The amazing thing is that we rarely get sick. We’ve now been on the road for 43 months and have pedaled nearly 26,000 miles and I can count our sicknesses on one hand. The boys picked up some kind of stomach bug in Guatemala, and Davy suffered recurring bouts with sickness in Ecuador that we traced back to parasites. I succumbed to pneumonia in northern Argentina. There have been a few instances where John had a serious headache for a day or one of the boys had the sniffles, but mostly, we’ve been healthy the whole time.
I believe our extraordinary healthy streak has to do with being outside and active. Our bodies are more capable of fighting off viruses and we are also exposed to less of them. In a bus, surrounded by all kinds of people with every sickness known to mankind, you have a lot more to fight off.
Overcoming challenges – There’s something empowering about overcoming challenges. Each victory brings additional confidence which helps us hurdle the next challenge that falls in our path. Riding buses doesn’t generally present a lot of challenges.
At the beginning of my bike touring days, I used to quiver in fright at the thought of climbing a hill or dealing with bad weather. Now I know I can overcome most obstacles involved with touring the world on a bike.
Being vulnerable leads to magic – The newspapers and evening newscasts have made us paranoid. We’re terrified of people – who knows who will be the next serial killer? If we ask for help, what might the helper do? Rape us? Kill us? Rob us at gunpoint and then leave us for dead?
We’ve found exactly the opposite. We’ve found that vulnerability brings out the angel side of people. When we’re stranded miles from a hotel in pouring rain or we run out of water or a severe winter storm is approaching – that’s when people reach out to help us in so many ways. They offer us their homes, take us into town to a store, or put us up in hotels.
We had one woman drive around looking for us after hearing that we might, possibly, be in her neighborhood when cold weather was coming. Two Mexican men hauled a whole case of Gatorade out into the desert and hid caches for us in the bushes. A family rescued us from a miserable night in pouring rain when we missed our ferry.
But in a bus? You simply aren’t as vulnerable. You’ve got the bus surrounding you and it’s rare that you would show that level of vulnerability.
Feel the wind in your hair and rain on your nose – With each pedal stroke on our bikes we feel the heat or cold or wind or rain or snow. We are one with Mother Nature while bike touring and experience all she throws at us.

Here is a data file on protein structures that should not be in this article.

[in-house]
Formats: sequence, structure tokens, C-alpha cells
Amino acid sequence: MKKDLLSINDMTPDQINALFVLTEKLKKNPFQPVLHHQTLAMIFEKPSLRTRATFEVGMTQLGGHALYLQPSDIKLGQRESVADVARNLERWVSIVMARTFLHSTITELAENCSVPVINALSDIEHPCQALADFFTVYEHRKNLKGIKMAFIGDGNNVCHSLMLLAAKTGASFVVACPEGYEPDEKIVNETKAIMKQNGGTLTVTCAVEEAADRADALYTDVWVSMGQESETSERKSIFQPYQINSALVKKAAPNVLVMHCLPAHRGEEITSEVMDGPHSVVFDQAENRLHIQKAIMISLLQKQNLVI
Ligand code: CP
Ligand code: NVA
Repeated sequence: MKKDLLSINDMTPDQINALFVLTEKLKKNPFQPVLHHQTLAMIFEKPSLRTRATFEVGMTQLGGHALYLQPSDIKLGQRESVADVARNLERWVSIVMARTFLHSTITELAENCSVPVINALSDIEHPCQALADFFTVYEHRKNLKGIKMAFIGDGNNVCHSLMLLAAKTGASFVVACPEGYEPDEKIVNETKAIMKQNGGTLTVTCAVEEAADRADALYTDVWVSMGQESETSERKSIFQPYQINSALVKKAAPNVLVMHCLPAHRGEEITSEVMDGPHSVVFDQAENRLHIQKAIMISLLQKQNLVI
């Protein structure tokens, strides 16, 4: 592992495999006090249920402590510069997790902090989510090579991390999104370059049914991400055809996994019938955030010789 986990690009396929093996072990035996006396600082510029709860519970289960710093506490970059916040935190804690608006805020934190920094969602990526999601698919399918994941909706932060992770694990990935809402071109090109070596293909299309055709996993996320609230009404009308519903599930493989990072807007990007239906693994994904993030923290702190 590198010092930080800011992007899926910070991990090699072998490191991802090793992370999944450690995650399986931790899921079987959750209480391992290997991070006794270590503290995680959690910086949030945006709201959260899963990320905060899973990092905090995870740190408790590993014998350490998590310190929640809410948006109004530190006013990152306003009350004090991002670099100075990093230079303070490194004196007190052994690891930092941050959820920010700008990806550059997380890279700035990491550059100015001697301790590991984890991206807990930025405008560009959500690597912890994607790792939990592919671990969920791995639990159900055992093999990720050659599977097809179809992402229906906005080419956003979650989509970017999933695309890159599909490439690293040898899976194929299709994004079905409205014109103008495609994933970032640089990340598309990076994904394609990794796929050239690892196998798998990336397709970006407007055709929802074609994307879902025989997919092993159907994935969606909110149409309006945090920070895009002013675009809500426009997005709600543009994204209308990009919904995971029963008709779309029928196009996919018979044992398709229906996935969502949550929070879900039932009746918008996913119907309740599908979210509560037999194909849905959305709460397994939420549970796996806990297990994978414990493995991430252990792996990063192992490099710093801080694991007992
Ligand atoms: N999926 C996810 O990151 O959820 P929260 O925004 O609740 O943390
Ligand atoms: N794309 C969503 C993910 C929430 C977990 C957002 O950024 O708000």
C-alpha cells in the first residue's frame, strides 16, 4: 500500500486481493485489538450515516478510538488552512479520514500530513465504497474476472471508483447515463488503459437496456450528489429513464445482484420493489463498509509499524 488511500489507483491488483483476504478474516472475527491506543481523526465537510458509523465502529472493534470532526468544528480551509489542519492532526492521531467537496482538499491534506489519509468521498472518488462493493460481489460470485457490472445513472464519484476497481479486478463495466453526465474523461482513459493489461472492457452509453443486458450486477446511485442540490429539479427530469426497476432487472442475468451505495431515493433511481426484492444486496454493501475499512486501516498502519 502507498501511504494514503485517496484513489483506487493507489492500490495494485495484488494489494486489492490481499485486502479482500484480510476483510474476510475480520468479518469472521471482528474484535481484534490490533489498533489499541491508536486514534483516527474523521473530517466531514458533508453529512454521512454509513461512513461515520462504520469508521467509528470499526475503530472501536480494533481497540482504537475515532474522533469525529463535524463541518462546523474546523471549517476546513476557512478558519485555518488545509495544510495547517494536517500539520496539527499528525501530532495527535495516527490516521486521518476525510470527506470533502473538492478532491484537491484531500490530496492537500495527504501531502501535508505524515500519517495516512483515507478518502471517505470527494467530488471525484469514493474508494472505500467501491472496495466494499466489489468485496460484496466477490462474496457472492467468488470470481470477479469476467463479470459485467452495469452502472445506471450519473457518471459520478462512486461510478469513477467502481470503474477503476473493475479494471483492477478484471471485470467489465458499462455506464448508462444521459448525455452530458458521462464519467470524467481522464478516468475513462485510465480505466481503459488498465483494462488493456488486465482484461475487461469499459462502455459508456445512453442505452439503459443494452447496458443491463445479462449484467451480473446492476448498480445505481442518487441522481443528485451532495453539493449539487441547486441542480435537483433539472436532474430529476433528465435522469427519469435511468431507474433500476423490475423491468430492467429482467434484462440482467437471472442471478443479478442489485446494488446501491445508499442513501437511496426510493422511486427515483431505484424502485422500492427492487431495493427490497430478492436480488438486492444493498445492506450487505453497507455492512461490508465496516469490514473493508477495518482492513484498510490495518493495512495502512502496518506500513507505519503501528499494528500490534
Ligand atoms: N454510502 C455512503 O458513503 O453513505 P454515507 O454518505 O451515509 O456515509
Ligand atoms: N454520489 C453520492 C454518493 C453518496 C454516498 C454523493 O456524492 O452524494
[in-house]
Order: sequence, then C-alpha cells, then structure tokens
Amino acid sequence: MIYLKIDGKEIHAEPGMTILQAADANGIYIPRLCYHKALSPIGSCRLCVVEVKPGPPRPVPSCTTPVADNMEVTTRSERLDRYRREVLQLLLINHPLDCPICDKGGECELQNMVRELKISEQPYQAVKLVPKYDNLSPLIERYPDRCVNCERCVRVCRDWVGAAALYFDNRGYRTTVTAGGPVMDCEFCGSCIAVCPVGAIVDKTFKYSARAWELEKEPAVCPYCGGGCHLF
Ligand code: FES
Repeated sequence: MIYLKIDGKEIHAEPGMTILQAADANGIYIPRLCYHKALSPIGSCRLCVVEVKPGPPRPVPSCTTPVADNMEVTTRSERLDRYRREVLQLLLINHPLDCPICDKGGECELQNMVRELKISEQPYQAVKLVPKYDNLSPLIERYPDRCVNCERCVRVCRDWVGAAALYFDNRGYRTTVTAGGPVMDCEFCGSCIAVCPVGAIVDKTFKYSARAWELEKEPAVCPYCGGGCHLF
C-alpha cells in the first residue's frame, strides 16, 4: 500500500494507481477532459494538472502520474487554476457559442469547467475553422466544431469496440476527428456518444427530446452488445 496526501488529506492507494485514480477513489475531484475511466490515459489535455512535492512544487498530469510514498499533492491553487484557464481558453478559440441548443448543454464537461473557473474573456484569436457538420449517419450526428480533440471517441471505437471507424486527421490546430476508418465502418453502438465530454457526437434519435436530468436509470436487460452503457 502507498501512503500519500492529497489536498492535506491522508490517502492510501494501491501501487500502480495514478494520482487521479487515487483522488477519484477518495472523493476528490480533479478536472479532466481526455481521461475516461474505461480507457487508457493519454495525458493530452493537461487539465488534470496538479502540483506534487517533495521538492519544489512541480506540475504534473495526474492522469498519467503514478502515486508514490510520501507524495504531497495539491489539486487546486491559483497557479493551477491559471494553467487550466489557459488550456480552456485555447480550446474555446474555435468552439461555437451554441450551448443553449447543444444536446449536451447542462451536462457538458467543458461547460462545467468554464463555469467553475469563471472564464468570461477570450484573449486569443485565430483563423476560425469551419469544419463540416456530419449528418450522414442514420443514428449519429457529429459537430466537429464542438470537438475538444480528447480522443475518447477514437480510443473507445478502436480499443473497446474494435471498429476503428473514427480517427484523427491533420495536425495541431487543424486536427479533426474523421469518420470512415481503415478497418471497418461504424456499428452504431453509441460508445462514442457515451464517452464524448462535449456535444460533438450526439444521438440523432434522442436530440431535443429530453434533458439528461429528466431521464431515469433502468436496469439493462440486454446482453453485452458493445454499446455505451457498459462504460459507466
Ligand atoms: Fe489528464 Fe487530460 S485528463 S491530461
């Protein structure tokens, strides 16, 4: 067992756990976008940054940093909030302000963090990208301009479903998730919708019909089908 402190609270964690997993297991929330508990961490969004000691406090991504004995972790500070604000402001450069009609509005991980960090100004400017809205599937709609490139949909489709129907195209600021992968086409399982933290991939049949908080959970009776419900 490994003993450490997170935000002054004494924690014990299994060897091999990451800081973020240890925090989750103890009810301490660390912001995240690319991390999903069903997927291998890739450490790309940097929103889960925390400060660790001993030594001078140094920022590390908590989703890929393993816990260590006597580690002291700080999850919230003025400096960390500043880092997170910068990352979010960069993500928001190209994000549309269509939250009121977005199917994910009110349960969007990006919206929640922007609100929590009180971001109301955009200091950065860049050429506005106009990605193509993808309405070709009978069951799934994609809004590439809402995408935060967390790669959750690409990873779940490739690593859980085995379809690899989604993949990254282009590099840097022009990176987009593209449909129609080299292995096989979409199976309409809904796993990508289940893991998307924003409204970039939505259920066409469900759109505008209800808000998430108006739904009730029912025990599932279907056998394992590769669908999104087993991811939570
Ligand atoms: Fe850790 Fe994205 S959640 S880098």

When I lived in Egypt years ago I quickly discovered I should never, ever, go anywhere without a sweater. Even though it was blazing hot in both Alexandria (where we lived) and Cairo (where I loved to visit) I packed a sweater. Always. Why, you might ask? Because the Egyptians keep their buses and trains and museums and restaurants frigid and I was tired of shivering and shaking the whole time I was in them.
On the bikes, we can go many weeks or even months without pulling out our sweaters. And months without taking them off. It all depends on where we are and what time of year it is.
Truly understand geological and geographical patterns – I’ve taught Earth Science to middle school kids. I’ve tried to get them to understand how the tectonic plates slide around on the surface of the earth and collide to form mountain ranges. I’ve made layers of playdough to replicate the layers of rock in the earth and I’ve crunched that Playdough up to demonstrate the massive forces the earth exerts. I’ve done it all, but I’m not sure how much they truly understand.
But as we travel the world on our bikes we see it first hand. We’ve pedaled past twisted mountains where we can see the layers of rock jumbled together. We’ve laboriously climbed up passes and screamed down the other side. We’ve seen towns destroyed by earthquakes.
We’ve also felt the temperature drop as we climbed higher and pulled out sweaters even though it was blazing hot when we left our hotel in a valley that morning. We’ve pedaled through coffee plantations and banana groves and seen orange trees blanket the hillsides – they grow there because the climate is just right in that particular spot. We’ve seen how life varies depending on location – from seaside huts to mountain villages to desert dwellings.
But in a bus? You zip up and down passes without even knowing you’re climbing. You zoom by all those beautiful rock layers. You move from one crop zone to the next so quickly you don’t even realize they are there.
Happen upon celebrations and can stop – One of my biggest frustrations when I used to travel in a bus was zipping past a village festival, and not being able to stop. Perhaps I caught of glimpse of bright festive decorations or heard a snippet of music, but I couldn’t stop and partake in the festivities.
On our bikes, we can stop anywhere, anytime. If we have planned to simply ride past a village but find there is a celebration there, we’ll stay. We’ve had many opportunities to attend festivals simply because we were in a position where we could jump off the bikes and go.
Off the beaten path – We hear a lot about “off the beaten path” travel. Generally, they refer to places that may not be mentioned in major guidebooks geared toward the upscale market, but are still listed in Lonely Planet. How else would bus travelers know to go there?
While bike touring, our lives are off the beaten path. Every couple of days or weeks we’ll pull into a town listed in Lonely Planet, but most of our time is spent in villages no tourist would ever visit. That’s the way we like it.
Every day is an adventure – Yes, we’ve heard this one before. And yes, it is true that every day can be an adventure even while living at home. But there is something about bike touring that encourages adventure. It encourages us to go beyond the norm and seek out little hideaways and back roads. Our bikes encourage us to find adventure.